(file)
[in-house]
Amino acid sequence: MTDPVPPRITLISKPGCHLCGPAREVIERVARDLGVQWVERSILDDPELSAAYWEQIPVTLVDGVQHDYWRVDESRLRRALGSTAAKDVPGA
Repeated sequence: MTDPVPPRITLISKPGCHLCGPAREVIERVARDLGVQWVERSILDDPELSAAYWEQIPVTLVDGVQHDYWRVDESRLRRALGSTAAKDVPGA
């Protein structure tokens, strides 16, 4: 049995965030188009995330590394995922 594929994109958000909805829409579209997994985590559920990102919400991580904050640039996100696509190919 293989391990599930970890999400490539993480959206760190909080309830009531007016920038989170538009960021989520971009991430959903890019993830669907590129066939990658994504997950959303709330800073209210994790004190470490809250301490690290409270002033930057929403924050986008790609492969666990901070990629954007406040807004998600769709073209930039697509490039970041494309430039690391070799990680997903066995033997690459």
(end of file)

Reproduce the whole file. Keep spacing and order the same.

[in-house]
Amino acid sequence: MTDPVPPRITLISKPGCHLCGPAREVIERVARDLGVQWVERSILDDPELSAAYWEQIPVTLVDGVQHDYWRVDESRLRRALGSTAAKDVPGA
Repeated sequence: MTDPVPPRITLISKPGCHLCGPAREVIERVARDLGVQWVERSILDDPELSAAYWEQIPVTLVDGVQHDYWRVDESRLRRALGSTAAKDVPGA
């Protein structure tokens, strides 16, 4: 049995965030188009995330590394995922 594929994109958000909805829409579209997994985590559920990102919400991580904050640039996100696509190919 293989391990599930970890999400490539993480959206760190909080309830009531007016920038989170538009960021989520971009991430959903890019993830669907590129066939990658994504997950959303709330800073209210994790004190470490809250301490690290409270002033930057929403924050986008790609492969666990901070990629954007406040807004998600769709073209930039697509490039970041494309430039690391070799990680997903066995033997690459």